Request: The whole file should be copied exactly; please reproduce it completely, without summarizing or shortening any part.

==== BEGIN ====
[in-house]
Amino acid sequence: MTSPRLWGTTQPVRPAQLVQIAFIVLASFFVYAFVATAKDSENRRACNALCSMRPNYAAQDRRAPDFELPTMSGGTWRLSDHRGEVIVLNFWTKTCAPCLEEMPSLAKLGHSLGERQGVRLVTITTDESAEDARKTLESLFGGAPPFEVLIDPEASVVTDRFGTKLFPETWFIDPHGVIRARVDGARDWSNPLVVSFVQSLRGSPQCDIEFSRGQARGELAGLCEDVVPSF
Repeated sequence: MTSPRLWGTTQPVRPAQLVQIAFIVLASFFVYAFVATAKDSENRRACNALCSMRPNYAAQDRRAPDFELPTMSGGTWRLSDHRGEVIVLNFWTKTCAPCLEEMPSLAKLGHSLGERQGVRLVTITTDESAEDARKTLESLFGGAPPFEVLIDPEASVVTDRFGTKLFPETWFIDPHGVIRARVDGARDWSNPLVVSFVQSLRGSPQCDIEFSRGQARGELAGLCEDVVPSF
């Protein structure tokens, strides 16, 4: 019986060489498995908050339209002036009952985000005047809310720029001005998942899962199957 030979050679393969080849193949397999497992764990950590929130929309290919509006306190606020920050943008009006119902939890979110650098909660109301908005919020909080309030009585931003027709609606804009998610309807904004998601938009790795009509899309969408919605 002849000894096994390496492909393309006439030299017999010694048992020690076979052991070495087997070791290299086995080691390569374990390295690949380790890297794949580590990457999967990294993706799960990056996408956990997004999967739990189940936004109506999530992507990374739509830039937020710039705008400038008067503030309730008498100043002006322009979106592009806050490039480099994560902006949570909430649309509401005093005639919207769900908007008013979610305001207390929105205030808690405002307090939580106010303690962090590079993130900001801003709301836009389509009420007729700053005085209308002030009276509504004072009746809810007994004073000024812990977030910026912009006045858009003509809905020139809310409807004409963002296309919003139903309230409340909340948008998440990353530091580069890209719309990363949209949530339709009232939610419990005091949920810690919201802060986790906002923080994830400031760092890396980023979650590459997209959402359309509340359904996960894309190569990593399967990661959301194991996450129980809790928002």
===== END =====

[in-house]
Amino acid sequence: MTSPRLWGTTQPVRPAQLVQIAFIVLASFFVYAFVATAKDSENRRACNALCSMRPNYAAQDRRAPDFELPTMSGGTWRLSDHRGEVIVLNFWTKTCAPCLEEMPSLAKLGHSLGERQGVRLVTITTDESAEDARKTLESLFGGAPPFEVLIDPEASVVTDRFGTKLFPETWFIDPHGVIRARVDGARDWSNPLVVSFVQSLRGSPQCDIEFSRGQARGELAGLCEDVVPSF
Repeated sequence: MTSPRLWGTTQPVRPAQLVQIAFIVLASFFVYAFVATAKDSENRRACNALCSMRPNYAAQDRRAPDFELPTMSGGTWRLSDHRGEVIVLNFWTKTCAPCLEEMPSLAKLGHSLGERQGVRLVTITTDESAEDARKTLESLFGGAPPFEVLIDPEASVVTDRFGTKLFPETWFIDPHGVIRARVDGARDWSNPLVVSFVQSLRGSPQCDIEFSRGQARGELAGLCEDVVPSF
């Protein structure tokens, strides 16, 4: 019986060489498995908050339209002036009952985000005047809310720029001005998942899962199957 030979050679393969080849193949397999497992764990950590929130929309290919509006306190606020920050943008009006119902939890979110650098909660109301908005919020909080309030009585931003027709609606804009998610309807904004998601938009790795009509899309969408919605 002849000894096994390496492909393309006439030299017999010694048992020690076979052991070495087997070791290299086995080691390569374990390295690949380790890297794949580590990457999967990294993706799960990056996408956990997004999967739990189940936004109506999530992507990374739509830039937020710039705008400038008067503030309730008498100043002006322009979106592009806050490039480099994560902006949570909430649309509401005093005639919207769900908007008013979610305001207390929105205030808690405002307090939580106010303690962090590079993130900001801003709301836009389509009420007729700053005085209308002030009276509504004072009746809810007994004073000024812990977030910026912009006045858009003509809905020139809310409807004409963002296309919003139903309230409340909340948008998440990353530091580069890209719309990363949209949530339709009232939610419990005091949920810690919201802060986790906002923080994830400031760092890396980023979650590459997209959402359309509340359904996960894309190569990593399967990661959301194991996450129980809790928002």